June 11, 2010

Deepwater-Gate: Salazar Forcedto Apologize for Misleading the Public on Whether Deepwater Moratorium  Was Supported by Panel of Experts,Engineers. FOXNews (6/11) reports, "The seven experts who advised President Obama on howto deal with offshore drilling safety after the Deepwater Horizon explosion areaccusing his administration of misrepresenting their views to make it appearthat they supported a six-month drilling moratorium — something they actuallyoppose. The experts, recommended by the National Academy of Engineering, sayInterior Secretary Ken Salazar modified their report last month, after theysigned it, to include two paragraphs calling for the moratorium on existingdrilling and new permits. Salazar’s report to Obama said a panel of sevenexperts "peer reviewed" his recommendations, which included asix-month moratorium on permits for new wells being drilled using floating rigsand an immediate halt to drilling operations. "None of us actuallyreviewed the memorandum as it is in the report," oil expert Ken Arnoldtold Fox News. "What was in the report at the time it was reviewed wasquite a bit different in its impact to what there is now. So we wanted todistance ourselves from that recommendation." Salazar apologized to thoseexperts Thursday.



Cathy Zoi Strikes Again: $126Million of Your Money Given to Florida by Federal Government to Spur Green Jobs- Guess How Many Were Created? NOT ONE. NYTimes (6/10) reports, "Is it possible to botch stimulus spending onrenewable energy projects? Florida and the federal Department of Energy havefound a way, according to the Energy Department’s inspector general. TheAmerican Recovery and Reinvestment Act authorized $3.1 billion in grants forthe state energy programs, and the Energy Department allocated $126 million forFlorida, a vast increase over the average of the previous few years, which was$1.4 million. In a report released on Thursday, the inspector general said thatFlorida had given $8.3 million in rebates "related to solar energy projectsthat had been completed prior to the passage of the Recovery Act." Florida hadhad its own rebate program, which ran out of money in early 2008, and it had abacklog of people waiting to collect. But the work had already been completed,so no jobs were created by Florida’s use of the money in this fashion. Stillthe Energy Department approved the expenditure. At least that money was spentquickly. The state had set itself a deadline of pinpointing where all of themoney would be spent by the beginning of this year, the audit said, but missedits deadline, partly because it chose projects that turned out not to beeligible.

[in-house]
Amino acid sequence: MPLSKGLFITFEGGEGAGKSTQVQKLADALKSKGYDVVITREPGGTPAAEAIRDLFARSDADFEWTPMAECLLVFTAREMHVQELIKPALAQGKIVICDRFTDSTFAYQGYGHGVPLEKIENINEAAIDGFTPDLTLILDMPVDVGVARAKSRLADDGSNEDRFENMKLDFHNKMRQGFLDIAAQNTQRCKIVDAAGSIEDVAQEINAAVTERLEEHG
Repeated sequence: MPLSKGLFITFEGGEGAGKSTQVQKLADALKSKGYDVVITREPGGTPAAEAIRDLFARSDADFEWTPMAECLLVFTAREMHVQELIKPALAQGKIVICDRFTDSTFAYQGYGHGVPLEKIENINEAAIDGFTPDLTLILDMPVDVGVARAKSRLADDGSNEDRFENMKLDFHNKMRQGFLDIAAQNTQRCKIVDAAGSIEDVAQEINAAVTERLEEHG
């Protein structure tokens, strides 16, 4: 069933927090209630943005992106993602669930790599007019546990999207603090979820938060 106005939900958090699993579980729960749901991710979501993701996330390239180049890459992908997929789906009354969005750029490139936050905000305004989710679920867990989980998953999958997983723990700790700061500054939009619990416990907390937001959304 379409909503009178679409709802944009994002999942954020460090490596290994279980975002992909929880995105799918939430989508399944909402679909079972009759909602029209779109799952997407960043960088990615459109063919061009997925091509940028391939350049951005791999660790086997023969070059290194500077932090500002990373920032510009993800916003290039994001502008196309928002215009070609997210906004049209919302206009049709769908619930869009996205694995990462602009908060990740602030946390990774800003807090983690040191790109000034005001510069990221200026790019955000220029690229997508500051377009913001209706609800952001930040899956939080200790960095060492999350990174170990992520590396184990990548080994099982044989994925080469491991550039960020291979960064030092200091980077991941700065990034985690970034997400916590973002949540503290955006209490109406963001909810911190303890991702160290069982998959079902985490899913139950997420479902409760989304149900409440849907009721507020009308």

A Full Year After Dept. of LaborAdmitted It Had No Idea What a Green Job Even Was, Comments in Federal RegisterConfirm THEY STILL DON’T. ByronYork writes (6/11) in the WashingtonExaminer, "Buried deep inside a federal newsletter on March 16 wassomething called a "notice of solicitation of comments" from the Bureauof Labor Statistics at the Department of Labor. "BLS is responsible fordeveloping and implementing the collection of new data on green jobs,"said the note in the Federal Register. But the notice said there is "nowidely accepted standard definition of ‘green jobs.’" To help find thatdefinition, the Labor Department asked that readers send in suggestions. Thenotice came only after the department scoured studies from government,academia, and business in search of a definition. "The common thread throughthe studies and discussions is that green jobs are jobs related to preservingor restoring the environment," the notice said. Duh! Beyond that, aprecise definition has eluded Labor Department officials. On Capitol Hill, astaffer for Sen. Charles Grassley, ranking Republican on the Senate FinanceCommittee, was poring through the Federal Register and spotted the note. Thenhe went to the Department of Labor Web site, where he found a number ofannouncements like these: ** U.S. Department of Labor Announces $100 Million inGreen Jobs Training through Recovery Act The Labor Department is shoving moneyout the door for "green jobs," yet at the same time is admitting itdoesn’t know what a "green job" is.